I think many of us have fond memories of our classrooms from our elementary years. The special reading nooks, the fancy floor rugs upon which we would sit as we happily listened to stories or discussed our classroom plans for the day during morning “meetings”, the colorful and thoughtful decor that conveyed a sense of creativity in our teacher as well as their personality. These days, it is very easy to look online and find so many wonderful ideas for primary classrooms, but it can be more difficult to find the same level of excitement for decorating a secondary classroom. Why is this? Why do secondary teachers not get as excited about their classroom “theme” or decor? Perhaps we feel that our students will not appreciate it. Maybe we are afraid that they will roll their eyes or poke-fun at our attempt? Although this may be true on the outside, I honestly feel that they do appreciate it– even if they don’t express it to you directly. Here are my ideas for things to consider when decorating your secondary classroom (some are more focused on fun and some are more focused on practicality):
I may be biased on this one, but, I really believe that Science is the great ‘connector’ of all subjects. In this new era of common core, we will need to be creative on how we integrate all of the subjects as we teach. I believe that science is the answer as well as the easiest common thread in which to sew together our educational blanket, so to speak.
I think many people can be intimidated when it comes to Science. They might have flashbacks to dissecting a frog in Biology, or calculating moles in Chemistry… that is not science. Science is much more than those memories. However, I think those negative memories can become all-encompassing and people may begin distancing themselves more and more from science due to feeling overwhelmed or intimidated by it. Don’t let science scare you away from incorporating it into your own curriculum. Remember, any subject can be connected to science; it has a place in every classroom. Let’s examine some ways to bring science into your classroom where you are teaching something that you feel more comfortable with:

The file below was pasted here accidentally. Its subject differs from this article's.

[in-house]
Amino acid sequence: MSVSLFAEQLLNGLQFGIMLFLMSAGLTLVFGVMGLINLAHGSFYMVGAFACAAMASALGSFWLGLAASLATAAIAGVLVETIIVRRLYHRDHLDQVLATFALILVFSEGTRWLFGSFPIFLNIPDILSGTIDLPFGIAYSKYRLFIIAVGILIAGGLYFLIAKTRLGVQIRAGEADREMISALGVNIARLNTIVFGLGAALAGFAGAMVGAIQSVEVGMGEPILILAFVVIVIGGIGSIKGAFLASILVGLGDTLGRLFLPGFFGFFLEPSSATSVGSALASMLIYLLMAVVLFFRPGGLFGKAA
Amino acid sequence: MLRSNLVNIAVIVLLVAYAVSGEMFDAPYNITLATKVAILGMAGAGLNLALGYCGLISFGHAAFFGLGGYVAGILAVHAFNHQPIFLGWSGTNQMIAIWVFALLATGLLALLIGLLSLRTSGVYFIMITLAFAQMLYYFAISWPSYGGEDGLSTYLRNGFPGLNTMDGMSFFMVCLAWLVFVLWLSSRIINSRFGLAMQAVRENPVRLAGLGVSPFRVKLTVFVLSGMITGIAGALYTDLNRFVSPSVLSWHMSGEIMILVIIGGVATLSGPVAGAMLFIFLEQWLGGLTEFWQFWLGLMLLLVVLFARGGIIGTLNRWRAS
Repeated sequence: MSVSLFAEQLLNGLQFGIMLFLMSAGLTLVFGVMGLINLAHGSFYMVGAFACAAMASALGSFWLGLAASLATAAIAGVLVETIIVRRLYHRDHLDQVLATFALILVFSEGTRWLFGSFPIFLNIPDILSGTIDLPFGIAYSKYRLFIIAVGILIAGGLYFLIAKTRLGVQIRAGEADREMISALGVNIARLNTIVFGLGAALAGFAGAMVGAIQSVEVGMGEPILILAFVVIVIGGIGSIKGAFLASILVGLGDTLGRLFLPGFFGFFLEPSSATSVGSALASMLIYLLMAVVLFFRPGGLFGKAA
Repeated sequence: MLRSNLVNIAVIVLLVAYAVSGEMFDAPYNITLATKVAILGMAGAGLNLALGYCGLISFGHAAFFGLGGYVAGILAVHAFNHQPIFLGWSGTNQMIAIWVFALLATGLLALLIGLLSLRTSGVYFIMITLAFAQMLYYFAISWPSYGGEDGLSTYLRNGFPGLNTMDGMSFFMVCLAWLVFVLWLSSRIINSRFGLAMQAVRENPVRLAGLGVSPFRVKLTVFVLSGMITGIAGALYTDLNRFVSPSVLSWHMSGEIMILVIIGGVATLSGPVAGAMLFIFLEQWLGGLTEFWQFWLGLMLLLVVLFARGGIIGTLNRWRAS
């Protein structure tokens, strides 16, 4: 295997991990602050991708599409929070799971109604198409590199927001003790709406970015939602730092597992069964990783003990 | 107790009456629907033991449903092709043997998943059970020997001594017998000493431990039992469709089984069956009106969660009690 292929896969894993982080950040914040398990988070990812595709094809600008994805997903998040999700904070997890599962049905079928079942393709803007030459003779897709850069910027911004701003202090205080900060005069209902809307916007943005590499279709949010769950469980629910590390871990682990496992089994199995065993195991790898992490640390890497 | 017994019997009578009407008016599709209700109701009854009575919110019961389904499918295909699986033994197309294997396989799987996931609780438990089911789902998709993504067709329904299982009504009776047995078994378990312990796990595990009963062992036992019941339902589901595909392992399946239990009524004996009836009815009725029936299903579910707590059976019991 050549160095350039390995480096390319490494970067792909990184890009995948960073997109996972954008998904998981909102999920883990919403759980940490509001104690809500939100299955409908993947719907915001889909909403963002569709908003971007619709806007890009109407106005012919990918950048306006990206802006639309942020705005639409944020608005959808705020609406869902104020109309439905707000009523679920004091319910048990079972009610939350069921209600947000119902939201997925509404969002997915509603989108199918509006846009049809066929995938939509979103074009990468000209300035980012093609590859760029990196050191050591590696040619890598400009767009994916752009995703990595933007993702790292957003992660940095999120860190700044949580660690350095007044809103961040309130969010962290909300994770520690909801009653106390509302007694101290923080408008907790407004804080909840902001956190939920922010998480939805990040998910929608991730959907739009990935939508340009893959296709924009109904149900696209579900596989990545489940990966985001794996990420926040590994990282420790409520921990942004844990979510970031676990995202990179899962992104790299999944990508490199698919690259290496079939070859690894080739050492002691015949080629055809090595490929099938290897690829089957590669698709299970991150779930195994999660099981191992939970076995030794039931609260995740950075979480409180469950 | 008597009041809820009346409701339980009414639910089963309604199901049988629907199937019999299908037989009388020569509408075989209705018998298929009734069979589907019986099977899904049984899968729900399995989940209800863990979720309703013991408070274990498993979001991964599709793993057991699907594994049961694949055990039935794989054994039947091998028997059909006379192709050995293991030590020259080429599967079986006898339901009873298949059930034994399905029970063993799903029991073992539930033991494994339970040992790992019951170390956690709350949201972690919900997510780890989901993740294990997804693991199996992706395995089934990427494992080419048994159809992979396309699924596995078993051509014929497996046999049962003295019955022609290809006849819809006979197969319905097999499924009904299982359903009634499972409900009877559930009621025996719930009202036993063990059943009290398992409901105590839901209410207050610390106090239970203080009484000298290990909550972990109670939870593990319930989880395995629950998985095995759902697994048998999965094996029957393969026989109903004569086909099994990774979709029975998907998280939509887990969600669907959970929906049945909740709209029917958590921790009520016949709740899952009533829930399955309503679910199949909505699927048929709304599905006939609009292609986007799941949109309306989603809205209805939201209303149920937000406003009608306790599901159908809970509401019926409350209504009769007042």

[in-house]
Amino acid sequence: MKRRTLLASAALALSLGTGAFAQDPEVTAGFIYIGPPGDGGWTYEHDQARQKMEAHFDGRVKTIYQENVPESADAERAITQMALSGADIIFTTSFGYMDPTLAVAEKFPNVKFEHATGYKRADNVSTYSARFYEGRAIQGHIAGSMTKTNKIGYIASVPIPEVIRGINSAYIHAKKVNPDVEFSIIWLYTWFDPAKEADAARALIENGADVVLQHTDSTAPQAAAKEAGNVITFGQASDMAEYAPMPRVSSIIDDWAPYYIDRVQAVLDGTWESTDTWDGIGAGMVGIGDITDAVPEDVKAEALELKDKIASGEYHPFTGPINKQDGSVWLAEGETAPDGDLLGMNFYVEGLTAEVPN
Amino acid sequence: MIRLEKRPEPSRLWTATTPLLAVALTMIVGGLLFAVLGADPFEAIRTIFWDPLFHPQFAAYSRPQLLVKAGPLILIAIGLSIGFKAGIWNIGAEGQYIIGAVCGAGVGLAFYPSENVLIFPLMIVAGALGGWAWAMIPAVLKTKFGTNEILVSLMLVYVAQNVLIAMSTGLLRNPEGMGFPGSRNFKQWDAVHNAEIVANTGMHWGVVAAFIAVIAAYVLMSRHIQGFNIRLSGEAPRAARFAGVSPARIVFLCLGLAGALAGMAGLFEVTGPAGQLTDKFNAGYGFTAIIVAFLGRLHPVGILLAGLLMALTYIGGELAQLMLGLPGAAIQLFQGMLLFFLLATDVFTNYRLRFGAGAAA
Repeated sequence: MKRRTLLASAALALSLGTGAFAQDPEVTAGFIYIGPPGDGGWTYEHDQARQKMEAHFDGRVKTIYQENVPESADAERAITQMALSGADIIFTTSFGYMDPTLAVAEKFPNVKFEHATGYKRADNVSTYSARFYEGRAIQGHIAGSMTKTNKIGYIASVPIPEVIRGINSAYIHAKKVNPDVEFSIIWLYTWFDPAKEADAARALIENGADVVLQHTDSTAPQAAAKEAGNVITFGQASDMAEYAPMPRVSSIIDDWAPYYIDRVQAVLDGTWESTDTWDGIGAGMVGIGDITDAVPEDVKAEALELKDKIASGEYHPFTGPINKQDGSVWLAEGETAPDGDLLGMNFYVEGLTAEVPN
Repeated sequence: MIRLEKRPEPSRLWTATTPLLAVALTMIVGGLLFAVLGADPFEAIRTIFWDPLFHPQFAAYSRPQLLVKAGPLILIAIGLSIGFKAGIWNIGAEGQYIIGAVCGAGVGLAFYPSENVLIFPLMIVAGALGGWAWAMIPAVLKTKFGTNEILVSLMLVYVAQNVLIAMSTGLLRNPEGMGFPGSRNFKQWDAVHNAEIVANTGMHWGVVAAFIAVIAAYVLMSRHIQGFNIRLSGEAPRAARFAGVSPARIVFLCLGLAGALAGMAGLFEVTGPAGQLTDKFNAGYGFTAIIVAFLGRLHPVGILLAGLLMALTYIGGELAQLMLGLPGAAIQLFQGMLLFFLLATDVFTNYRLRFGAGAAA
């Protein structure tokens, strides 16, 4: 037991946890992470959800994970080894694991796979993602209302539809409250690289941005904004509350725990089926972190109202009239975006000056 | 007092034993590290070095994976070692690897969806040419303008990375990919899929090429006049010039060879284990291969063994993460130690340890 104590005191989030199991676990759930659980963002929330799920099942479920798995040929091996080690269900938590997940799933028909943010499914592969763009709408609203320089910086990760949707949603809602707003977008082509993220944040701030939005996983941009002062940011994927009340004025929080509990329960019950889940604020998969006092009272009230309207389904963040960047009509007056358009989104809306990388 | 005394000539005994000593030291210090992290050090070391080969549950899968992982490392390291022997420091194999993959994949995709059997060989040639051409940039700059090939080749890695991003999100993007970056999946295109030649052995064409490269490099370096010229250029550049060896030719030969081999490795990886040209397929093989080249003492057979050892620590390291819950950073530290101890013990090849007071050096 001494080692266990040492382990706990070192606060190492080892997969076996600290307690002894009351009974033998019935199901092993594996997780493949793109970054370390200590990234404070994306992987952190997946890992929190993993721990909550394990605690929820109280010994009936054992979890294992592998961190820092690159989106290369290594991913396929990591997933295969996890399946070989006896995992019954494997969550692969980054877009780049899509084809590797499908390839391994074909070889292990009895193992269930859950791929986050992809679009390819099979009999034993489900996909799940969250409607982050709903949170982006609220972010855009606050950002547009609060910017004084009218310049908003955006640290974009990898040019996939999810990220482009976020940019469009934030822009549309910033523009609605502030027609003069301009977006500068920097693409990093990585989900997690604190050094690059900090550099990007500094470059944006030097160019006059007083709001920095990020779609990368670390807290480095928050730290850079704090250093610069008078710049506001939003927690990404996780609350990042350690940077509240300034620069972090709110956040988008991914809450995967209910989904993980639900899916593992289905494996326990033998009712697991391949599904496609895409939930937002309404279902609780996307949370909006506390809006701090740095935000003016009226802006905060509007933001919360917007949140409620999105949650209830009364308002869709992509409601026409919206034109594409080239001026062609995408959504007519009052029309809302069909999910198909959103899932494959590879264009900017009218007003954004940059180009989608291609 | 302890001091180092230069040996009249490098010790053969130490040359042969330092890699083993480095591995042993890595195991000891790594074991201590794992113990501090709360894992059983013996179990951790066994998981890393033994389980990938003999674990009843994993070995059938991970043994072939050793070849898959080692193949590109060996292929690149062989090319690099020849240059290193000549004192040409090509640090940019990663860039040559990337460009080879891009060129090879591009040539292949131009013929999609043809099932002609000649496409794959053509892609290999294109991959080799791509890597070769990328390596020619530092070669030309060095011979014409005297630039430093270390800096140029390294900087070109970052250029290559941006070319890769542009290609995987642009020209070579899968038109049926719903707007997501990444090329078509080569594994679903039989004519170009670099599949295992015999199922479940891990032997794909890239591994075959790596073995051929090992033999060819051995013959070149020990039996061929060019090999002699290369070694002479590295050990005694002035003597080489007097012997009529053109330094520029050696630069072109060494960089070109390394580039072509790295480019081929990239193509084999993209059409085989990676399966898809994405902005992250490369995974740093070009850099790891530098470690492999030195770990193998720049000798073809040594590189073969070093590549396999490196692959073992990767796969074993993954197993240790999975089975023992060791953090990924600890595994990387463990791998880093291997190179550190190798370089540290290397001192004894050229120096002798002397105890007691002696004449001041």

Mistakes are a very, very important part of the learning process. However, I notice more and more that my students are afraid to make any kind of mistake. It appears to me that they are fearful of looking foolish in front of their peers (and even me, if we are working one-on-one). We know that teenagers can be extremely self conscious and do not want to ‘lose face’ in front of others. However, I find it valuable to teach them that there is no shame in being wrong or in making errors. In fact, I try to instill in them that these ‘faults’ are valuable and should be celebrated in the classroom.
I was having lunch with a friend recently (she is in her 3rd year of teaching) and she talked about the difficulty of dealing with students who “already know everything.” I think this is something that almost every teacher has faced at some point and subsequently asked themselves: “How do you teach a child who already knows the material?” The following are my thoughts on this common classroom issue:
As a close for the year/as a start to the year, I thought I might discuss a successful mini PBL (project based learning) I tried out before the winter break began! My students have just about finished chemistry and I thought it might be fun to have the students come up with the review game for a change! Below you will find a summary of the week(ish) long project as well as some examples of what they created!
I just recently got back from a conference. I love going to conferences. I mean, I REALLY love going to them. I think most teachers have a strong affinity for learning. After all, we have chosen to stay in school for the rest of our lives! I love learning. I love sitting in classrooms, I love listening to other people who are considered experts in their field, I love hearing new ideas that inspire me and make me want to try new things! If you have not been to an educational conference (or any conference for that matter), I would highly suggest it. That being said, it can be a bit overwhelming. So, here are some friendly tips on properly preparing for attending a conference.